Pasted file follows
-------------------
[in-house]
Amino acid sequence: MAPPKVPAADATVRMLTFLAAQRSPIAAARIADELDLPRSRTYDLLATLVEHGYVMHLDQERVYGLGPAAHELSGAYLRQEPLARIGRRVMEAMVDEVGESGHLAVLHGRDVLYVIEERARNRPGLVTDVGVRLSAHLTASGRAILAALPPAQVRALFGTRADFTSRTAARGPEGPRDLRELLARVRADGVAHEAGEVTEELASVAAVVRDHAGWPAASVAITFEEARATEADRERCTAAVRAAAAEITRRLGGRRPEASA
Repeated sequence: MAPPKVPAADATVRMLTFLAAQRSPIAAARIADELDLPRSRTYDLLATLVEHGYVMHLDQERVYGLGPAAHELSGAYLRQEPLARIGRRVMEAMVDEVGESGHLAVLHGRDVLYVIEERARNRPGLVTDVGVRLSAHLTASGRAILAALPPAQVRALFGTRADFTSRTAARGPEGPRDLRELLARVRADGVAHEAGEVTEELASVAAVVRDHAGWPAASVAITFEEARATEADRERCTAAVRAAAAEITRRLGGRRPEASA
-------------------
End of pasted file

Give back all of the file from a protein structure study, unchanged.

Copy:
[in-house]
Amino acid sequence: MAPPKVPAADATVRMLTFLAAQRSPIAAARIADELDLPRSRTYDLLATLVEHGYVMHLDQERVYGLGPAAHELSGAYLRQEPLARIGRRVMEAMVDEVGESGHLAVLHGRDVLYVIEERARNRPGLVTDVGVRLSAHLTASGRAILAALPPAQVRALFGTRADFTSRTAARGPEGPRDLRELLARVRADGVAHEAGEVTEELASVAAVVRDHAGWPAASVAITFEEARATEADRERCTAAVRAAAAEITRRLGGRRPEASA
Repeated sequence: MAPPKVPAADATVRMLTFLAAQRSPIAAARIADELDLPRSRTYDLLATLVEHGYVMHLDQERVYGLGPAAHELSGAYLRQEPLARIGRRVMEAMVDEVGESGHLAVLHGRDVLYVIEERARNRPGLVTDVGVRLSAHLTASGRAILAALPPAQVRALFGTRADFTSRTAARGPEGPRDLRELLARVRADGVAHEAGEVTEELASVAAVVRDHAGWPAASVAITFEEARATEADRERCTAAVRAAAAEITRRLGGRRPEASA